I kept telling myself there had to be a more robust building method out there, especially for “earthquake country!”

For most of my career, I’ve worked with concrete. Early on I worked for heavy civil contractors on sewage and water treatment projects, midrise concrete framed commercial projects, and similar projects. I became very interested in conventional concrete formwork, and shoring design, and as a result, that became my engineering focus. I came to the USA in 1983 with Peri Formwork Systems, to set up their West Coast engineering department. Having a European background, I was astonished to see so much wood frame construction in both residential and commercial structures. In Europe and the UK, at that time, buildings were predominantly brick, masonry, or concrete. Wood frame construction was, and still is, the predominant method in the western United States, and especially in California. Yet it has repeatedly been proven to be an inappropriate building method, which has been tested to its limits, and beyond, as a result of every major earthquake. 

I was living in Southern California in 1994 and experienced firsthand the devastation caused by the 6.9 Northridge earthquake. I formed Dave Gowers Engineering LLC in 1990, and while most of my workload involved the design of concrete forming and shoring solutions, I was also engaged in forensic engineering. This frequently required investigating structural defects and/or failures. After Northridge, I inspected about 650 earthquake-damaged residential and commercial structures. In almost all the wood-framed residential structures, I repeatedly saw the same defects: splintered wood members and failed fastening and connector systems. These structures, albeit designed to current code (the Unified Building Code, or UBC), had failed miserably to resist seismic forces. 

I kept telling myself there had to be a more robust building method out there, especially for “earthquake country,” which covered almost 1400 miles of the entire Pacific seaboard! I acquired my primary PE in California, but when my wife and I relocated to Oregon in 1999, I added an Oregon PE license, and shortly after a Washington PE license, and expanded my forming and shoring design services to the Pacific Northwest in addition to California. Those early years were somewhat challenging, for while California designs had to be compliant with the UBC, Oregon and Washington had each adopted the International Building Code, or IBC. The difference between the two codes was significant, particularly regarding both the seismic and wind analysis methods.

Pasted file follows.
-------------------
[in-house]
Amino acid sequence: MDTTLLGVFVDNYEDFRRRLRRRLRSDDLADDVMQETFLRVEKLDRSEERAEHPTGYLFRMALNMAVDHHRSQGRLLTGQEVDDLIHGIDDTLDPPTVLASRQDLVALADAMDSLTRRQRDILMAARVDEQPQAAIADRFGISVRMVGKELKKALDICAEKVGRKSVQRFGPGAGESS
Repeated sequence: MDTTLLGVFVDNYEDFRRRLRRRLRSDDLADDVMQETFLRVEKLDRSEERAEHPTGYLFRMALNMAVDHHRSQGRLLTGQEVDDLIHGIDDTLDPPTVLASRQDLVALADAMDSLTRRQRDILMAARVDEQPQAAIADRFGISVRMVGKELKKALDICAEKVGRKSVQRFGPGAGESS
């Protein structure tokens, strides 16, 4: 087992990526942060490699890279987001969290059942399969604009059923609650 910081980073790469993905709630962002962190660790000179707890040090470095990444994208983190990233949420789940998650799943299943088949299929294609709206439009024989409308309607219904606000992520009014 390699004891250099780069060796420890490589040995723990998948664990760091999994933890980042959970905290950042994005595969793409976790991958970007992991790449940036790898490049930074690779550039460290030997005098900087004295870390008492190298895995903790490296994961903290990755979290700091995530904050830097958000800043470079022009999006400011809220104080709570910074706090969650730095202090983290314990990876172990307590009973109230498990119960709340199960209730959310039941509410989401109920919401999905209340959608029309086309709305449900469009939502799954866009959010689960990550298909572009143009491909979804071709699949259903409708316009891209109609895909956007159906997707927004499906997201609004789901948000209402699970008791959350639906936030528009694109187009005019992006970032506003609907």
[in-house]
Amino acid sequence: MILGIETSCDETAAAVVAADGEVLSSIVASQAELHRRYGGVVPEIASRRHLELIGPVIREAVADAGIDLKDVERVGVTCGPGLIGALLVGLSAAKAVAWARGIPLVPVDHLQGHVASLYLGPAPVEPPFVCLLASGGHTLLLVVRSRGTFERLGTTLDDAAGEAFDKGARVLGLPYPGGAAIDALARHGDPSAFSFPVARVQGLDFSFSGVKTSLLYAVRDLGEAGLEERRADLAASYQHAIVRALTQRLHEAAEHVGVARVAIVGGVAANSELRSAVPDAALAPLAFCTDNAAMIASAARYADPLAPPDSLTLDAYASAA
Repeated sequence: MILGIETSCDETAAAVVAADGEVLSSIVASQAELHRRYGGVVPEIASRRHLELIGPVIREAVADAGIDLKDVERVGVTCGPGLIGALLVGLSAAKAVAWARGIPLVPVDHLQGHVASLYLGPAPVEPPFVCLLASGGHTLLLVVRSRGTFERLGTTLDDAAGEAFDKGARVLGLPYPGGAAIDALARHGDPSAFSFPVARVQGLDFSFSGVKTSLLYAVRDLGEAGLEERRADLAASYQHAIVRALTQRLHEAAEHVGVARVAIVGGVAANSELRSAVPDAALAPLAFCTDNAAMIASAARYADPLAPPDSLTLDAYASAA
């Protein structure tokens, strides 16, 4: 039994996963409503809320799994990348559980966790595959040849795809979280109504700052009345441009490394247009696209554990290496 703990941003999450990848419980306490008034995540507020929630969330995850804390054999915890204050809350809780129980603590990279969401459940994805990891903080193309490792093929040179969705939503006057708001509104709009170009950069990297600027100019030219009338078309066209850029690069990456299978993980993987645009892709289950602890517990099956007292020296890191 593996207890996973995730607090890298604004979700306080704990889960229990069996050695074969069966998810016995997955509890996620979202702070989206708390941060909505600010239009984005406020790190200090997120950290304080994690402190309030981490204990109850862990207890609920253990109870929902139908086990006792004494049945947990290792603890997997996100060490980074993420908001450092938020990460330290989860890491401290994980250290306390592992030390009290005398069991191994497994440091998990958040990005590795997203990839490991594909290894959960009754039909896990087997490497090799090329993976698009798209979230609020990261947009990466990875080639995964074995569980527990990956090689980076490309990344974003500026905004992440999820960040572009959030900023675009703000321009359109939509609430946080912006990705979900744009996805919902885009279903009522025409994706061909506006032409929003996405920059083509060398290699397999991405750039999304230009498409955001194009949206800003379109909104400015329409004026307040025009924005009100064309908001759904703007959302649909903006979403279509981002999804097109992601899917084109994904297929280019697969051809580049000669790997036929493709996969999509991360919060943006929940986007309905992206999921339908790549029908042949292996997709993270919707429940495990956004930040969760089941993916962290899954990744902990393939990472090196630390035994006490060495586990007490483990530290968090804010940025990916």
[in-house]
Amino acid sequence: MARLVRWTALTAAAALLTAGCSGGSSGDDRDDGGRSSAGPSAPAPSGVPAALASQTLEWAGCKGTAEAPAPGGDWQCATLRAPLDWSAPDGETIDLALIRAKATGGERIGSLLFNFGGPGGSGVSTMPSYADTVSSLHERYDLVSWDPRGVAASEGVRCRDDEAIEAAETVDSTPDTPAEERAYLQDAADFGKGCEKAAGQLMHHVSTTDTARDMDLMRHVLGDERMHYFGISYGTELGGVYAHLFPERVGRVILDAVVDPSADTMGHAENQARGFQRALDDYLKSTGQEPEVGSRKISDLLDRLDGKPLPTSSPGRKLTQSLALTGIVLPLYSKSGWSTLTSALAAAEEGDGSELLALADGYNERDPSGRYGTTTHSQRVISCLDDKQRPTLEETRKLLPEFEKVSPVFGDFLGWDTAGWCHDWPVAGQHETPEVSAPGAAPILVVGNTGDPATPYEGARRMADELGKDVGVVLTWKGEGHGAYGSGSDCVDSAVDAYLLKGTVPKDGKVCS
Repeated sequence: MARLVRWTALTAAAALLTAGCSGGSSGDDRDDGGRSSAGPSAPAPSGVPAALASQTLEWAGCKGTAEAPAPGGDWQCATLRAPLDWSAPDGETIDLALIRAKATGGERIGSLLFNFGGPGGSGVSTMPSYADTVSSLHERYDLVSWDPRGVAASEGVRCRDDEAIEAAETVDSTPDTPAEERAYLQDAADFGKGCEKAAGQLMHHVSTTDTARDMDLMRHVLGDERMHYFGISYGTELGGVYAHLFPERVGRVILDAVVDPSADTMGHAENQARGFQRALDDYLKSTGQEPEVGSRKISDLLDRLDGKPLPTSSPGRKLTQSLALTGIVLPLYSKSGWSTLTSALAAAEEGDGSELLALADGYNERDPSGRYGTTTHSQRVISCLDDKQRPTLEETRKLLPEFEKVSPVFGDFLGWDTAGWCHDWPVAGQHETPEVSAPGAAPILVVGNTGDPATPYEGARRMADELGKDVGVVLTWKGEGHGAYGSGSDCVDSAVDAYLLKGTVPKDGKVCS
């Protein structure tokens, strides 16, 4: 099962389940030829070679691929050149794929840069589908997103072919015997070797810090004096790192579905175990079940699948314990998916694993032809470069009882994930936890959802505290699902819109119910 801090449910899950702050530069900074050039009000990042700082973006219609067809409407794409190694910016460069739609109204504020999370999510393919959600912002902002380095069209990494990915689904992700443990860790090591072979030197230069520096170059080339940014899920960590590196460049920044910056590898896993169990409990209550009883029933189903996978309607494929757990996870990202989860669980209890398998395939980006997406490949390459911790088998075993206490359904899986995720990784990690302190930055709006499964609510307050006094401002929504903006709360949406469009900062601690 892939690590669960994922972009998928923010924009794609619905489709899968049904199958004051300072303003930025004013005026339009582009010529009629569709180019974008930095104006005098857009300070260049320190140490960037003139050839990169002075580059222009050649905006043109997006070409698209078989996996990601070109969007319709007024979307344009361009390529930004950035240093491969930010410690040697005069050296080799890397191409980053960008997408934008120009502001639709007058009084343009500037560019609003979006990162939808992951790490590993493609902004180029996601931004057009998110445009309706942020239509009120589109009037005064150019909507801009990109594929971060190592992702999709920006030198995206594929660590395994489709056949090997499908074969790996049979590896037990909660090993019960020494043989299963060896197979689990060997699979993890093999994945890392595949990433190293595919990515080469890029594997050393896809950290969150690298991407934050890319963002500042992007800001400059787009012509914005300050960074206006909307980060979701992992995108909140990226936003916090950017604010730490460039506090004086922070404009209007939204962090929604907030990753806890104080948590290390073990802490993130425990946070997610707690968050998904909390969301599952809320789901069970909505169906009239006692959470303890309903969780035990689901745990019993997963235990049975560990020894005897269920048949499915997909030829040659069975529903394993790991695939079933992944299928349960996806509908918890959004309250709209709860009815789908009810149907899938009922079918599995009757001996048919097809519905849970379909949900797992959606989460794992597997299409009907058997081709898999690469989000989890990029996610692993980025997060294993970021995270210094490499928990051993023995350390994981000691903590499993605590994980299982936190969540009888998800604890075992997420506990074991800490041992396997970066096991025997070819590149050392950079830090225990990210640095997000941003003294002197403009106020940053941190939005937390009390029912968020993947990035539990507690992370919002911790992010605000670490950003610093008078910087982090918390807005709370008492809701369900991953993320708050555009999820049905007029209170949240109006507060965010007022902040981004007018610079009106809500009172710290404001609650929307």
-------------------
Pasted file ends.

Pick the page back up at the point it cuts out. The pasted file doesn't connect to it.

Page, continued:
It was around 2003 when I first discovered ICF construction, and I was immediately hooked, as the saying goes. Not only did ICF use concrete as its primary strength element, producing shear resistance close to 10x that of single-shear wood frame, but it simultaneously provided an incredible increase in the wall assembly R-value. At that time, the code requirement was R-13 for walls, and the calculated value for an ICF wall was typically around R-23. But thanks to the concrete’s thermal mass, the performance R-value of a 6-inch core ICF wall was closer to R-50! While I had engineered some wood-framed projects, I immediately embraced ICF’s potential, and for the past 10 years, 80% of my work other than concrete formwork and shoring assignments has been ICF projects. 

Over the years, I’ve received comments such as this from a satisfied homeowner in Grants Pass, Oregon: “Checked the outside temp today in the late afternoon, 104 degrees F, but inside it was only 76 degrees F. We have no air conditioning running! It’s all due to the energy efficiency of the ICF.” In Iowa, a client reported needing no heating throughout winter to keep the interior temperature of their ICF pumphouse above freezing. Another Iowa client reported not needing to run their heating system until Christmas due to the high energy efficiency of the ICF building envelope.

In conclusion, my quest and my passion are to promote ICF construction to the max, to continue to offer efficient engineering solutions, and to generally spread the word about the long-term cost savings and security of living in an ICF-built home. It’s been quite a journey and I have had a lot of conversations about ICF with prospective clients. Many times what starts as an idea develops into an intent and culminates in a very satisfied client living in a highly energy-efficient home. It doesn’t get any better than this! 

Dave Gowers

Over the past 18 years, Dave Gowers has produced structural design solutions for more than 170 ICF projects, both residential and commercial. Dave resides in Southern Oregon with his wife and business partner, Jennifer. Dave holds a PE license in 14 states/territories, is the principal of Dave Gowers Engineering, LLC, and is the co-principal of Cascade ICF, LLC. Reach him at 541-660-9661 or dave@dgengineering.com.